Geoff Woodland


Geoff was born near the end of the second world war in Birkenhead, Merseyside,(UK), three streets away from the River Mersey, and the sounds and scent of the sea stimulated his imagination from an early age. He gained a scholarship to ‘HMS Conway’ Nautical Training College, where he spent two years before graduating to go to sea as a cadet with British India Steam Navigation Ltd.

After securing his Second Mates Ticket, he sailed as Third Officer in an LST (landing ship tanks) to Borneo during the Indonesian confrontation in the mid 60′s, and later in cargo ships around the Far East, Australia & New Zealand before finally leaving the sea in 1969 to settle down and start a family with his lovely wife Maureen; eventually migrating to Australia in 1980 with his daughter and son.

Geoff worked in the international courier and express freight industry, before starting his own company in 1995. He sold the company seven years later so as to have time to write and enjoy his children and three grandchildren.

Where to find Geoff Woodland online


Ice King
Price: $1.50 USD. Words: 119,950. Language: English. Published: September 17, 2010. Categories: Fiction » Plays & Screenplays » European, Fiction » Historical » General
William King, son of a Liverpool slave trader, sickened by what he experienced aboard a Spanish slaver, was one of the few who spoke out against the Slave Trade. This epic has generational change, moral wickedness, greed, romance and the fortunes of war woven through the lives of King & Son, Liverpool traders. Father and son are caught up in the turmoil that preceded the British Trade Act of 1807

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Smashwords book reviews by Geoff Woodland

  • Wind from Danyari on Oct. 30, 2011

    In a addition to the central characters, the Hennessey family, who are rich in emotion and diverse, I found the the author’s detailed description of the landscape and the hard climate of Western Australia, as stimulating as the human characters. The scene is set with the arrival of the first Europeans to the area. This is followed by the introduction of Joe Hennessey, in the late 1800s, who, as a teenager, sets out to attempt to make his fortune in the gold fields of northern Australia. The story flows as the author paints her characters to the harsh canvas of Australia between 1880 to the outbreak of WW1. The story has romance, tragedy and adventure, which are mixed with the way of life of two cultures. The ancient aboriginal way and the newcomers creates tension and sadness. I found book to be a page turner. I believe that this book is the first in a series that chronicles the Hennessey family. I will be checking out the next book.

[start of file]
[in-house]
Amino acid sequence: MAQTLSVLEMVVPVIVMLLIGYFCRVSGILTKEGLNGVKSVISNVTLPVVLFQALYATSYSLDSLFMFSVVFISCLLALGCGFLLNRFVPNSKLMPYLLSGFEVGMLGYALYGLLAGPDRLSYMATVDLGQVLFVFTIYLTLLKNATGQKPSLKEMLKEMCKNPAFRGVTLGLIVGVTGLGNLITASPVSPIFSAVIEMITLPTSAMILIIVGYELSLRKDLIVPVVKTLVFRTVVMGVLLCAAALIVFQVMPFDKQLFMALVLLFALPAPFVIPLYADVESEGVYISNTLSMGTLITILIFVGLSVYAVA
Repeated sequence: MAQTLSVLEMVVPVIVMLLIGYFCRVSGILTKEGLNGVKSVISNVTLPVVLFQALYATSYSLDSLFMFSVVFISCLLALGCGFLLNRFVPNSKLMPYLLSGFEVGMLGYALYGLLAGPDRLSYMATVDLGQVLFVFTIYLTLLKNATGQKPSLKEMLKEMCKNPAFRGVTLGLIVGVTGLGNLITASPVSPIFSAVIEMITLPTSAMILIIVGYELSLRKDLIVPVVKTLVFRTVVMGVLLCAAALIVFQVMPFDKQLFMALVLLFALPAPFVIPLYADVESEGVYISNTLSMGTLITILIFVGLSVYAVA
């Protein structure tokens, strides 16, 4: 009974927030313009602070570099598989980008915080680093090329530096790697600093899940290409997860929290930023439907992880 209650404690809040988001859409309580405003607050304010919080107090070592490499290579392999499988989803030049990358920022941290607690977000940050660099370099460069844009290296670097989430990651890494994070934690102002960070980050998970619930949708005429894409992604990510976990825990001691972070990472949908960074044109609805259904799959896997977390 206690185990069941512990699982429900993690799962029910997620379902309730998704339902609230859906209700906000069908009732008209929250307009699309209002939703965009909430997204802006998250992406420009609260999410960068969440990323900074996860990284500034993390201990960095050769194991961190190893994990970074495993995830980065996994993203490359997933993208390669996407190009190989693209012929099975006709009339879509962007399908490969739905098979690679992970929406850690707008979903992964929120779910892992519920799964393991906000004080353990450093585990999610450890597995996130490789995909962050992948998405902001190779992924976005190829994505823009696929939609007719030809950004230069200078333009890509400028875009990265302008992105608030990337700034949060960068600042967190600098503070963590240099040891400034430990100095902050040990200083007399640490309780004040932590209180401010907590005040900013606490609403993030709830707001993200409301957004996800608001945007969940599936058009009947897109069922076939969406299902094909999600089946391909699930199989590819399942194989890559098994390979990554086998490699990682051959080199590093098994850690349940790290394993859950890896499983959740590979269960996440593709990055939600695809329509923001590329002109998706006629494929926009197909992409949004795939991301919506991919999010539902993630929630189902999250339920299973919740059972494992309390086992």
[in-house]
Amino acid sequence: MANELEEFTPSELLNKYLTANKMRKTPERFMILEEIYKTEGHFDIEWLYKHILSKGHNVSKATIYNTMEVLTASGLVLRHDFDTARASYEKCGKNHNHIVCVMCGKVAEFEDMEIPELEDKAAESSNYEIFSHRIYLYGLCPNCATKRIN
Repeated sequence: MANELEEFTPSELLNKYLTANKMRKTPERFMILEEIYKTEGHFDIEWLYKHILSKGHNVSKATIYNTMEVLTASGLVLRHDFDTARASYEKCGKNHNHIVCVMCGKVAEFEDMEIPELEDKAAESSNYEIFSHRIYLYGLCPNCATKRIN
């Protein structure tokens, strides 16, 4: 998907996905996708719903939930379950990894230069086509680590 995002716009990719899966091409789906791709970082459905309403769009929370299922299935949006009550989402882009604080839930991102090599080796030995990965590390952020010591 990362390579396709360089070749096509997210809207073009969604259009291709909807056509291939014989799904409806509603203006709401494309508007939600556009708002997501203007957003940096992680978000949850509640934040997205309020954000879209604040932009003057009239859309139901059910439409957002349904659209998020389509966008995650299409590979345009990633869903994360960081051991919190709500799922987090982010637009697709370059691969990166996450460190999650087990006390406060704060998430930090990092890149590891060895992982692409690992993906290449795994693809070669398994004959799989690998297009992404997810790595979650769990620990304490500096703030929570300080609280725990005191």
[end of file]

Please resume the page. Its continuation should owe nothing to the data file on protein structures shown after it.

• Journey from Walara on May 27, 2012

    After reading Wind from Danyari I had to read the sequel, Journey from Walara, by West Australian author, Laurel Lamperd. The Hennessy boys go to war, Danny to England to be trained as a bomber pilot, and Will joins the Australian Army and is sent to New Guinea. The story begins in the time of innocence in Australia of 1939. The author showed me the lives of people in outback Australia of that time, and how their innocence changed as the war progressed. Lamperd has the knack of describing the conditions of north west Australia to such an extent that she had my mouth dry from wind blown sand, only to be washed clean in the next chapter by watered down beer in a London pub on a damp wet night, after a bombing raid over Germany. Her description of the Kakoda trail, the mud, the tropical heat and rain, with the expectation of fighting the Japanese brings to life the bestiality of man when at war. It is not a story of war, but a story of a family caught up in a war. How relationships are made and broken, some deliberate others beyond control of the character. I read the book on a Kindle and after I’d finished, the characters and the locations stuck in my mind for days, even though I was travelling and seeing new places. A well told story.
  • Walk to Paradise Garden on June 04, 2012

    John Campbell's historical novel `Walk to Paradise Gardens' is a saga that starts during the early days of WW1, and the reader follows a family through all of their troubles. The story captivated me from the first few pages as I read his descriptions of the medical areas behind the lines in WW1. The author brought the whole horror of this war to life. Later, his descriptions of London in the 1920's & 30's has your mouth watering as he describes the simple act of taking tea and cakes in an `acceptable' (for the wife of a political minister) café. Campbell has the ability to capture the period, regardless of the decade. The historic detail enhances the story without overwhelming the reader with facts. It was no surprise when I heard that this book had been picked as one of the eight Harper Collins editor's choice from the thousands of books listed on the Authonomy web site. A love story to be read and enjoyed at leisure.